Unlike the 1:1 software to implementation cost ratio that the industry typically uses to estimate implementation costs, our research over the last decade shows a remarkably steady, yet different metric when it comes to cost. The average organization spends a total of 5-percent of their average revenue on the total cost of implementation.  This metric includes everything from software licenses, hardware upgrades, consulting fees, internal resource costs, customization, contingency costs and everything in between.

2-total-annual-revenue

For example, a company that does $100M in annual revenue is likely to spend an average of $5M on their total cost of implementation. Similarly, a $1B company is likely to spend around $50M on their initiative. Vendors don’t like these numbers because they can create sticker shock while they are trying to close new business, but the facts can’t be disputed.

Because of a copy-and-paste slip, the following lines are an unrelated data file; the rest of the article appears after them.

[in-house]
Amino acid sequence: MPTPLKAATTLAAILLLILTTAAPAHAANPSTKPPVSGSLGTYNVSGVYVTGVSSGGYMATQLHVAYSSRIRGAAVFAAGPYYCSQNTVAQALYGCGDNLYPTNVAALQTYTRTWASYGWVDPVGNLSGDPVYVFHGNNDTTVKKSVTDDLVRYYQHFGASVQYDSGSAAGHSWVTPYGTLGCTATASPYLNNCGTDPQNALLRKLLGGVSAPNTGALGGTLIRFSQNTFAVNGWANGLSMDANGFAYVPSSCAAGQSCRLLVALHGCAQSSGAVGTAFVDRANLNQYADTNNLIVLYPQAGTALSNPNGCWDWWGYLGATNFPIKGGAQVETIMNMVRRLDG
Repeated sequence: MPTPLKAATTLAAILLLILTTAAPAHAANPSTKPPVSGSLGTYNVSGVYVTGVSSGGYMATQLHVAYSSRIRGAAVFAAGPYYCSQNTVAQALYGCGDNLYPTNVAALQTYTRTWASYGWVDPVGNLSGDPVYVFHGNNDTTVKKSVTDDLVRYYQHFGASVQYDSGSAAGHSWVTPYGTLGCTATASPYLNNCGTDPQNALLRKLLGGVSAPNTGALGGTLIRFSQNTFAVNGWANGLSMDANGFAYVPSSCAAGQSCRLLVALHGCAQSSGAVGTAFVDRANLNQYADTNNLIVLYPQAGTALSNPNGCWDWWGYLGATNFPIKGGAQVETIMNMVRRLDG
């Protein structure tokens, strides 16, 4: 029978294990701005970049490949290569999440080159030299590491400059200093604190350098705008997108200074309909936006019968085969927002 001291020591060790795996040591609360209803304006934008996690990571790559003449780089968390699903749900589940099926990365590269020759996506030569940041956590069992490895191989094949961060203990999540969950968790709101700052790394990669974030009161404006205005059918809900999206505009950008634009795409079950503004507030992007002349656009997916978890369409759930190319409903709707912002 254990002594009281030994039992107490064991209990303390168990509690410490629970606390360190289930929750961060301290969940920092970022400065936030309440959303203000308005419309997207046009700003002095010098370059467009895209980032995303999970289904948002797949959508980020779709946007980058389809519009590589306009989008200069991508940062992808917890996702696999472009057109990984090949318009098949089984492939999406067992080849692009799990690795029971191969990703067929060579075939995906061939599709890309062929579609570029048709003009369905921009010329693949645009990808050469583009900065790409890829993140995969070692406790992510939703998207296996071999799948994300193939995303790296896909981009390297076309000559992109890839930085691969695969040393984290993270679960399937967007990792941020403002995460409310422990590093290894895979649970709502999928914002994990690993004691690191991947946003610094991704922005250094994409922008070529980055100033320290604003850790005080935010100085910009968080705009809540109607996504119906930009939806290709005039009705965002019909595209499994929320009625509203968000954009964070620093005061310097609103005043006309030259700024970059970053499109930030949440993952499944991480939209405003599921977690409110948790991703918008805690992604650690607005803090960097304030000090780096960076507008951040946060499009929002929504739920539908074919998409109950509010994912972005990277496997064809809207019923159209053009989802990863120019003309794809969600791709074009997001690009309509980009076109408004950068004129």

Keep in mind that most ERP vendors don’t have insights into these additional non-vendor costs, but they typically constitute a majority of implementation costs. Also keep in mind that larger organizations typically see percentages lower than 5%, while smaller organizations can see numbers a bit higher. This is largely because larger organizations have size and scale that enables a lower normalized implementation cost relative to their smaller counterparts.

Expect to spend a total of 5x your direct cost of software

Another useful metric is to multiply your software license costs by five to get your total cost of ownership. Again, as is the case with the 5-percent metric discussed above, this will lead you to a total, “all in” cost of ownership that includes everything that might be required to make your project successful.